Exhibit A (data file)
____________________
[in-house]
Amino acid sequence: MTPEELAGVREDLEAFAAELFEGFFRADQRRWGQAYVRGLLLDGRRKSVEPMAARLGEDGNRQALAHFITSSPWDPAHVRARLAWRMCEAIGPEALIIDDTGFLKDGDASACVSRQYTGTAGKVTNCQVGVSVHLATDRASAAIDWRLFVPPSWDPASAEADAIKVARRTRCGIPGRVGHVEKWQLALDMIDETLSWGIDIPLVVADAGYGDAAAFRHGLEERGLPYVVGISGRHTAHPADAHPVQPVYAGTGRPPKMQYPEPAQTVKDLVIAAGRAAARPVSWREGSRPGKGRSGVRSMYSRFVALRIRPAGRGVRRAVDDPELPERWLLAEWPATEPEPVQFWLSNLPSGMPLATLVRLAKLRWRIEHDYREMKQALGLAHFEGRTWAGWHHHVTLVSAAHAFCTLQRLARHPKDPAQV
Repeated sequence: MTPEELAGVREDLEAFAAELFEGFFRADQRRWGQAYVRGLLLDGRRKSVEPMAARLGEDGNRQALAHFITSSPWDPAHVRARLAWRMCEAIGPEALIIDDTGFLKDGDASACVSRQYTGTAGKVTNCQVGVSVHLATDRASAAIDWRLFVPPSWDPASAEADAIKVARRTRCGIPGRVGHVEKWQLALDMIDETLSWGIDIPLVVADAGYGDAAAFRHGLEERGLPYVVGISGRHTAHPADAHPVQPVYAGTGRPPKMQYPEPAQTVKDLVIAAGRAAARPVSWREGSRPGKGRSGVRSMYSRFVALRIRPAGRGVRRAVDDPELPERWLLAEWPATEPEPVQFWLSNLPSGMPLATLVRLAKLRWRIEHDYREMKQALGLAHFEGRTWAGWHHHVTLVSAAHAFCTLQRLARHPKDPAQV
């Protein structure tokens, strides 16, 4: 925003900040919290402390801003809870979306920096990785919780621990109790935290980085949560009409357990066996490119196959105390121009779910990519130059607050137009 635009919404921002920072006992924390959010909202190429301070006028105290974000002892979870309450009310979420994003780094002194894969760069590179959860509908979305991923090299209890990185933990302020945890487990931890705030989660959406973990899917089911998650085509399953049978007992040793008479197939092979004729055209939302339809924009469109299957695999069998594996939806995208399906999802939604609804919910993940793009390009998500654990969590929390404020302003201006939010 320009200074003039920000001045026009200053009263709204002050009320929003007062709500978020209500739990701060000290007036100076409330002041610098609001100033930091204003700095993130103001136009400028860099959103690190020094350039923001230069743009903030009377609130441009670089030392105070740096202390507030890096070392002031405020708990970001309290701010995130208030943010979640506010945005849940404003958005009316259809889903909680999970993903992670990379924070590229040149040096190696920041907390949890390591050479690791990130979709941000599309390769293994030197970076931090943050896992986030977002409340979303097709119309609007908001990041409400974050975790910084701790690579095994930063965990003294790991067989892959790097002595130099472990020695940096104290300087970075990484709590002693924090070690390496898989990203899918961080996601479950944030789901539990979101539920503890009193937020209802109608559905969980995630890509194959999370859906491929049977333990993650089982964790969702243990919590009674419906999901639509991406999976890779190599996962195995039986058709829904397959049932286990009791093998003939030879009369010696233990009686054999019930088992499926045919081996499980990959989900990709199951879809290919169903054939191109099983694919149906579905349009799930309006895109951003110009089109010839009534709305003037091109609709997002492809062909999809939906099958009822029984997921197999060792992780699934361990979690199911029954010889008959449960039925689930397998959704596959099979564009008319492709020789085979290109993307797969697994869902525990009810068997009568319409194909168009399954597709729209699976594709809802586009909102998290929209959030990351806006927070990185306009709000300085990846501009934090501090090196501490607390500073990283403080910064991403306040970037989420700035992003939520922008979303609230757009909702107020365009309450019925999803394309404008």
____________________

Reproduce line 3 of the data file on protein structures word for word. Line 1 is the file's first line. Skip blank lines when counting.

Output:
Repeated sequence: MTPEELAGVREDLEAFAAELFEGFFRADQRRWGQAYVRGLLLDGRRKSVEPMAARLGEDGNRQALAHFITSSPWDPAHVRARLAWRMCEAIGPEALIIDDTGFLKDGDASACVSRQYTGTAGKVTNCQVGVSVHLATDRASAAIDWRLFVPPSWDPASAEADAIKVARRTRCGIPGRVGHVEKWQLALDMIDETLSWGIDIPLVVADAGYGDAAAFRHGLEERGLPYVVGISGRHTAHPADAHPVQPVYAGTGRPPKMQYPEPAQTVKDLVIAAGRAAARPVSWREGSRPGKGRSGVRSMYSRFVALRIRPAGRGVRRAVDDPELPERWLLAEWPATEPEPVQFWLSNLPSGMPLATLVRLAKLRWRIEHDYREMKQALGLAHFEGRTWAGWHHHVTLVSAAHAFCTLQRLARHPKDPAQV